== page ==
As you know, the Americans with Disabilities Act (ADA) prohibits discrimination against disabled employees and job applicants in all aspects of employment, including hiring, firing, and promotion. It also provides rules for employers regarding the extent to which they may inquire about an employee’s physical or mental health, and requires employers to provide reasonable accommodations to covered employees, unless such accommodations would cause undue hardship. Whether an accommodation is reasonable or would cause undue hardship on the employer is very fact-specific and is usually determined on a case-by-case basis, but the Equal Employment Opportunity Commission (EEOC) seems to have taken a hardline approach on employer policies related to certain types of accommodations.
One type of accommodation often requested is leave (which also tends to implicate the Family and Medical Leave Act). Employers frequently receive such a request where an employee suffers a disabling injury, such as a broken bone, that requires him to miss work for an extended period of time to recover. In this context, the employee will normally request leave for an extensive, but certain amount of time with at least a tentative end date, usually in accordance with his doctor’s recommendation. Although most circuit courts agree that employers need not provide employees with indefinite leave, enforcement guidance provided by the EEOC states that company policies setting a finite limit on the length of leave violates the ADA’s requirement for employers to engage in the interactive process to discuss reasonable accommodations.
So, what happens if an employer implements a blanket “no fault” attendance policy, whereby employees are assigned points for absences, regardless of reason, and are terminated for not being able to return to work after 180 days of leave? Employers might think this is an effective way to maintain neutrality and avoid asking employees about their reasons for taking leave – it gives employees the power to manage their leave as they see fit and takes management out of the picture. But, the EEOC disagrees. In fact, the EEOC would call this a form of “systemic discrimination against employees with disabilities” in violation of federal law, as demonstrated by a recent July 2018 consent decree entered into by the EEOC and Mueller Industries, Inc.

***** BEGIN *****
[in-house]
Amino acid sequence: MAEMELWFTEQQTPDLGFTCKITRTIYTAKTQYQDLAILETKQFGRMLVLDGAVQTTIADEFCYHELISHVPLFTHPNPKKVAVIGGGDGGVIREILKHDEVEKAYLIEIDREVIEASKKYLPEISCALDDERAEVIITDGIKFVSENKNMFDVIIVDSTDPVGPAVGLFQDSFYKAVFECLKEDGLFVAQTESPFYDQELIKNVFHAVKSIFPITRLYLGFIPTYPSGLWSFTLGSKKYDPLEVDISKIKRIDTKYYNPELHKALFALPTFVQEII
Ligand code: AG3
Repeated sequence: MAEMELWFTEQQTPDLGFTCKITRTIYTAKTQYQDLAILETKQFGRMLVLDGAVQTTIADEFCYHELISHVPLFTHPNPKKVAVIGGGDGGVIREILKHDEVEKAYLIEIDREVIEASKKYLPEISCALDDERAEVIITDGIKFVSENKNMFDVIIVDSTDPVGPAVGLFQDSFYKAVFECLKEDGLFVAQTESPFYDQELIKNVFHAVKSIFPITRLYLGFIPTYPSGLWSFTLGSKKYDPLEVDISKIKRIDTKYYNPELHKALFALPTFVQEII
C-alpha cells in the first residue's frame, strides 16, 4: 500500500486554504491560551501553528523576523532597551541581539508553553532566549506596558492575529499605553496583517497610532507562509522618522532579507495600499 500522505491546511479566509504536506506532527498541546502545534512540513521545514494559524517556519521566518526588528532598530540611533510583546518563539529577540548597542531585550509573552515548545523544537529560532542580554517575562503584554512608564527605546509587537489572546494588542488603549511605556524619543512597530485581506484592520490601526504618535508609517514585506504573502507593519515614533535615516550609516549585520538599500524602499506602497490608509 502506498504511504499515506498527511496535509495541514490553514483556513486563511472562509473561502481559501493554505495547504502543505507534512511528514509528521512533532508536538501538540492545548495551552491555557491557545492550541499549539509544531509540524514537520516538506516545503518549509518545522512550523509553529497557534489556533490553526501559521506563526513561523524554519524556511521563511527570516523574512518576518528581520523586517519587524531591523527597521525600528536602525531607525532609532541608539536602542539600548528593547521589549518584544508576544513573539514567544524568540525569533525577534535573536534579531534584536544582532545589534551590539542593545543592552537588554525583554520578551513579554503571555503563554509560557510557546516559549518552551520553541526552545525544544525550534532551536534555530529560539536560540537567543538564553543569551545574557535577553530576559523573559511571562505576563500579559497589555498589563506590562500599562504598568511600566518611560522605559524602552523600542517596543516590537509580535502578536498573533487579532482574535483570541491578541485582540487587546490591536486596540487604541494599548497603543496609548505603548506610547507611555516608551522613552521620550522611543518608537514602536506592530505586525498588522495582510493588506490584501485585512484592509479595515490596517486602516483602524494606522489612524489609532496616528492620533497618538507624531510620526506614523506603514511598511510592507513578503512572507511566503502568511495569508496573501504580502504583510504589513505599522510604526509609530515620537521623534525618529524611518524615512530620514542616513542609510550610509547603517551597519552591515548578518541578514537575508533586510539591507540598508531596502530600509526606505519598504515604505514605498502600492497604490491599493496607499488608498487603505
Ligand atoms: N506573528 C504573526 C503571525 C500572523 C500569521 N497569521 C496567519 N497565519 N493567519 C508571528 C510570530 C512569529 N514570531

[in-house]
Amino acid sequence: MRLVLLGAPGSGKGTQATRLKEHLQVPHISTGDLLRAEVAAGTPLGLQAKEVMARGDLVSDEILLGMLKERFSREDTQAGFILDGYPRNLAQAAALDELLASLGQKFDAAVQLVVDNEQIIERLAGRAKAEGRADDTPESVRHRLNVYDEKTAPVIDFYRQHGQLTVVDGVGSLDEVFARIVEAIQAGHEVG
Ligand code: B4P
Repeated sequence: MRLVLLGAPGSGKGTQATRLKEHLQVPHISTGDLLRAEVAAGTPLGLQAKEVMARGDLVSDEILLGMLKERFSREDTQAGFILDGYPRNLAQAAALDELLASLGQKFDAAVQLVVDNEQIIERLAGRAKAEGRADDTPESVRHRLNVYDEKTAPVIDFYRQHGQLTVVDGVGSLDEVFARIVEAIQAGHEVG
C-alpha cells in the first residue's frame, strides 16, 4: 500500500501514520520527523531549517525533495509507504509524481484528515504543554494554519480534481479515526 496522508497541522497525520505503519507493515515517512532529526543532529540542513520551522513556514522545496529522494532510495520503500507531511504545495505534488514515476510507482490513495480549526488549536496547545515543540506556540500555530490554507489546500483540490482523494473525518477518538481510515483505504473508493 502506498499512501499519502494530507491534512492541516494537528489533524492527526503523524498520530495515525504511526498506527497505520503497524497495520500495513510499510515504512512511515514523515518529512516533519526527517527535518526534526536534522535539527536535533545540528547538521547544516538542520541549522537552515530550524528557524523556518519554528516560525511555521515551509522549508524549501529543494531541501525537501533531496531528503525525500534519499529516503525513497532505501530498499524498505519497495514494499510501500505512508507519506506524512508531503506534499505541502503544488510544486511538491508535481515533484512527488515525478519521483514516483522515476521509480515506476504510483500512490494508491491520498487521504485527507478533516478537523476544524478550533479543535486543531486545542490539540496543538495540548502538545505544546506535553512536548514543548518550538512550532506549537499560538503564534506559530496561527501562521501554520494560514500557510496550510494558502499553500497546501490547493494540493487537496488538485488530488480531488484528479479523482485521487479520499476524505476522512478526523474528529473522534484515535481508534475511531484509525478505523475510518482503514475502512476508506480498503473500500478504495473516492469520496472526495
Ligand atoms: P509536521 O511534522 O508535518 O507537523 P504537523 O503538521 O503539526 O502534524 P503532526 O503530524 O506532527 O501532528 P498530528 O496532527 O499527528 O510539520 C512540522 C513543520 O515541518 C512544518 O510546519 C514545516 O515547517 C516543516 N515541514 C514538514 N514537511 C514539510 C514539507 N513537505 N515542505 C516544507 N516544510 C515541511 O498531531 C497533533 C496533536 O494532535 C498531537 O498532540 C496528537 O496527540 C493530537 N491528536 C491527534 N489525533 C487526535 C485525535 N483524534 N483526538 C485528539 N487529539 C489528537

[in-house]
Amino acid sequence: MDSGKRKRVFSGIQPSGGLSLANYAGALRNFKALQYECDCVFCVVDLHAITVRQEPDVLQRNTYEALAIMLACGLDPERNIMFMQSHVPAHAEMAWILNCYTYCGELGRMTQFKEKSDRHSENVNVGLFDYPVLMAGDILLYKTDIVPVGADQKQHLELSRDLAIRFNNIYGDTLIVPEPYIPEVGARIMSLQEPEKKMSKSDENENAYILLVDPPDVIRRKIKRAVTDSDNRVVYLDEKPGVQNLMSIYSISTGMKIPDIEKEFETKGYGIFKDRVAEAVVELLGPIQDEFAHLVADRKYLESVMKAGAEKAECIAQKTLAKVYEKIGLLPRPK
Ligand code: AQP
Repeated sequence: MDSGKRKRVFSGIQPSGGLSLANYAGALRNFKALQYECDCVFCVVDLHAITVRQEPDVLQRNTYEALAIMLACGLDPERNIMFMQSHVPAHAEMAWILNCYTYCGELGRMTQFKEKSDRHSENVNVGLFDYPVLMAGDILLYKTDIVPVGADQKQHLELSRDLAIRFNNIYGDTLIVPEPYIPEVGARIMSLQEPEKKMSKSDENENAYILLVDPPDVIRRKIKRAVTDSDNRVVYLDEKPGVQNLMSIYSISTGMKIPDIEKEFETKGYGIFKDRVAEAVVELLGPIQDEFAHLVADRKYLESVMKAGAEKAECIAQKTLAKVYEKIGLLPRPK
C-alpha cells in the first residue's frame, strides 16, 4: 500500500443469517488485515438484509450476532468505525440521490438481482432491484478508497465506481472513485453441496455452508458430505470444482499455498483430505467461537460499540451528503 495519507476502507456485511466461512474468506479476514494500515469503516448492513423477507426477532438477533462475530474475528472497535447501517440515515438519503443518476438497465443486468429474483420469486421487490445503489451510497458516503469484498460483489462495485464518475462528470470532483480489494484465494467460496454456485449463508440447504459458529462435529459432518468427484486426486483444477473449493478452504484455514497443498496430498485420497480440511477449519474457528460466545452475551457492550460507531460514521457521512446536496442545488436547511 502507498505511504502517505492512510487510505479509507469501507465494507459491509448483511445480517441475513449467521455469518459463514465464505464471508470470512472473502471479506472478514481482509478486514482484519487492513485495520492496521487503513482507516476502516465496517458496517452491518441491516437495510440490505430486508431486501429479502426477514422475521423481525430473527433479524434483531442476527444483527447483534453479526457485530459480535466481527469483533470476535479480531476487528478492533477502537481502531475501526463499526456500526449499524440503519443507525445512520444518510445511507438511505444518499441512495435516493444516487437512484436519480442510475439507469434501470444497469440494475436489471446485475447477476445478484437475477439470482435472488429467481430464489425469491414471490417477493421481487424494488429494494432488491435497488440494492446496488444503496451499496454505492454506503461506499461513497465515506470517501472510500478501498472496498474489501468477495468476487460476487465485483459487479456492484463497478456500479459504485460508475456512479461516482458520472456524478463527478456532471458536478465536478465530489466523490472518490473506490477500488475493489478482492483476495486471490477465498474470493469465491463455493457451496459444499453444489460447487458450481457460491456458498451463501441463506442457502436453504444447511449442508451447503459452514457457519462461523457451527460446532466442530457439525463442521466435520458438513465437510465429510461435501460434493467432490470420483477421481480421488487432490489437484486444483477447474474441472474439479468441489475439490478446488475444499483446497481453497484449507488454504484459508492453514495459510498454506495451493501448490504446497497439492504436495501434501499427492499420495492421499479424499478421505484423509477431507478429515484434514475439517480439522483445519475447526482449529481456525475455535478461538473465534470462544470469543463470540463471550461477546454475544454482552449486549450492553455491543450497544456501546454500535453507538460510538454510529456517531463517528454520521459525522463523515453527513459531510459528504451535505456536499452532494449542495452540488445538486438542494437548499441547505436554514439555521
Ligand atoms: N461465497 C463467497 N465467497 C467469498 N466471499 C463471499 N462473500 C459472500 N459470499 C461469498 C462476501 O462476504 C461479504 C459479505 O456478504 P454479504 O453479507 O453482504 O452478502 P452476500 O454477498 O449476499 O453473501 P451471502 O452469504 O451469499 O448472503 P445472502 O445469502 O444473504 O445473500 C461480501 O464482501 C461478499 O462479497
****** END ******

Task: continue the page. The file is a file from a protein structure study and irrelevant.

In EEOC v. Mueller Industries, Inc., the EEOC filed suit in the U.S. District Court for the Southern District of California against Mueller Industries, Inc., a global metal goods manufacturer, claiming disability discrimination. It charged the company with terminating employees and/or failing to provide reasonable accommodations for those exceeding its maximum 180-day leave policy. The EEOC also stated that the company violated federal law by implementing its attendance policy in a way that assigned points for absences, regardless of reason. Essentially, the EEOC took issue with the fact that the “no fault” policy did not allow for the type of individualized assessment that the ADA requires. Through the interactive process, employers and covered employees are meant to discuss the types of accommodations needed to allow the employee to perform his essential job functions, and to permit employers to determine whether the accommodations discussed are reasonable. Although the burden of raising the need for an accommodation rests on the employee, once an accommodation has been requested, or the need for an accommodation has been identified, it is the responsibility of the employer to initiate the interactive process and determine a reasonable accommodation for that individual employee. The EEOC’s enforcement guidance and July 2018 consent decree seem to direct that a “one-size-fits-all” leave policy simply does not work.
The case concluded when the parties entered into a consent decree, which will remain in effect for two-and-a-half years and applies to all Mueller facilities nationwide. It provides for $1 million in monetary relief, as well as broad injunctive relief. Namely, the consent decree requires that Mueller reinstate any affected individuals, revise its written policies and procedures regarding its complaint system, appoint an ADA coordinator, create and maintain an accommodation log, post a notice for its employees about the case, provide training to all employees on the ADA, develop a centralized tracking system for accommodation requests, and submit annual reports to the EEOC verifying compliance with the decree. This can be a pretty hefty price for employers to pay, all over one policy.
In light of the EEOC’s guidance and apparent enforcement posture, employers should review their attendance procedures and make sure they are not implementing such blanket “no fault” leave policies that do not make room for employers and disabled employees to engage in the interactive process. Leave policies should always be developed and written with the ADA in mind. This is especially true in today’s enforcement climate where the EEOC has announced that addressing emerging and developing issues in equal employment law, including issues involving the ADA, is one of its six national priorities identified in its Strategic Enforcement Plan.